Skip to content

FDA Panel: New Tanning Bed Restrictions Needed

Pale-Skin Ban, User Registry, User Fees Advised for Tanning Beds

Response to Panel's Proposed Tanning Bed Restrictions

Medical groups praised the panel's recommendations.

"The skin cancer and dermatologic communities came together and presented compelling personal stories and rigorous scientific evidence demonstrating the dangers of indoor tanning," Allan Halpern, MD, vice president of the Skin Cancer Foundation, says in a news release. "The advisory panel made excellent recommendations and now it's up to the FDA to take action."

The panel's recommendations are another blow to the tanning industry, which just last week was hit by a 10% tax as part of the health care reform law.

The Indoor Tanning Association, which represents the 18,000 tanning salons in the U.S., says it "respectfully disagrees" with the panel recommendations.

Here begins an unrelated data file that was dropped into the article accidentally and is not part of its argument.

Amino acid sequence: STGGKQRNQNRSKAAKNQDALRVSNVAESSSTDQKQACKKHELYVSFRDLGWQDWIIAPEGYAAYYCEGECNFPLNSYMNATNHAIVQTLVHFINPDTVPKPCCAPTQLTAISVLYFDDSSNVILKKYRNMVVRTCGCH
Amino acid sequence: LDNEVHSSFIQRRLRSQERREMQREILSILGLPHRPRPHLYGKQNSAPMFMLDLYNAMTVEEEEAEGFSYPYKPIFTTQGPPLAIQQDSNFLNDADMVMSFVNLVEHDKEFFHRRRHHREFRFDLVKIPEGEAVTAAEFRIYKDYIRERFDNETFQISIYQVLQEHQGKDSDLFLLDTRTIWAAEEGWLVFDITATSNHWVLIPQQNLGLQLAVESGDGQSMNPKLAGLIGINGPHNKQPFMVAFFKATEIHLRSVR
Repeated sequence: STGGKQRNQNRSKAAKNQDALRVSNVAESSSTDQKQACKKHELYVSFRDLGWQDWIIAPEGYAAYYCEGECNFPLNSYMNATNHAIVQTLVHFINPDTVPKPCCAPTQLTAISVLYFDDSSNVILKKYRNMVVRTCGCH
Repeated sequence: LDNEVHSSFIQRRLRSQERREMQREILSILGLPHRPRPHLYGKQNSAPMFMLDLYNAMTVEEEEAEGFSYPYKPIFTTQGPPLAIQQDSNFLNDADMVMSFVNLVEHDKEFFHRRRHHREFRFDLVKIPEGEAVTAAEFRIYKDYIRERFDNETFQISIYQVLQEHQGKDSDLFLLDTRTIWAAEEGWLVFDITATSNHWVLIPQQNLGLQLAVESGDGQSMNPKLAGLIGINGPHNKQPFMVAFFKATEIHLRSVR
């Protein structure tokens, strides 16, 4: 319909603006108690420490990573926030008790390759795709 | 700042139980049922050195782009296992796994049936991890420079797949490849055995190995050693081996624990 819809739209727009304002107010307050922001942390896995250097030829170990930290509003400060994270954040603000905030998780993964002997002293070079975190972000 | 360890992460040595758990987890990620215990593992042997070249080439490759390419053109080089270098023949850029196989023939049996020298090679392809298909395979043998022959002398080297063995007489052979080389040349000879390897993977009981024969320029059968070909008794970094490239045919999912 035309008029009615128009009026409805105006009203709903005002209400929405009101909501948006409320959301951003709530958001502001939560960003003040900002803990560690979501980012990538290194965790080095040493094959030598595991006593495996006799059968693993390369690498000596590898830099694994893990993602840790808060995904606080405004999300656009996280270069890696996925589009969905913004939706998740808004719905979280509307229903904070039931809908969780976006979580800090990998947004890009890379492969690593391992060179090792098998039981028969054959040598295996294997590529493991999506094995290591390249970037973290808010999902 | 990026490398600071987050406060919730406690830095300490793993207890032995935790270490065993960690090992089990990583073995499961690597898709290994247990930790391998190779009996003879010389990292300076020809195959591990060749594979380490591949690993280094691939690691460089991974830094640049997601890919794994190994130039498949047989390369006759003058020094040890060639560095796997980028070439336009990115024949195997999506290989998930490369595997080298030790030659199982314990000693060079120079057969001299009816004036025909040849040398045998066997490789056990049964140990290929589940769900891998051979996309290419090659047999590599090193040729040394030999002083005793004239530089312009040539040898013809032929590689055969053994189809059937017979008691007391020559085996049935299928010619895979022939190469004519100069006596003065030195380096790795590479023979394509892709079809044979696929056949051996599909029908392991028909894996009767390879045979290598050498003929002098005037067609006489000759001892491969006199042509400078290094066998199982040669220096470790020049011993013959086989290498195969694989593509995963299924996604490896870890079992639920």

In a statement provided to WebMD, the group says it feels that current FDA regulations are sufficient to protect "the millions of Americans who use our services each year." 

"Industry standard practices already are far more stringent than the current FDA regulations require," the statement says. "In fact, the U.S. tanning industry abides by the strongest set of industry regulations found anywhere in the world."

The Indoor Tanning Association says tanning salons already:

  • Provide customers with information on tanning bed risks via a signed consent form
  • Require teen users to have a parent's signed approval
  • Train staff members to recommend tanning schedules tailored to each customer’s skin type to avoid sunburn or overexposure

 

Brush up on Beauty

URAC: Accredited Health Web Site TRUSTe online privacy certification HONcode Seal AdChoices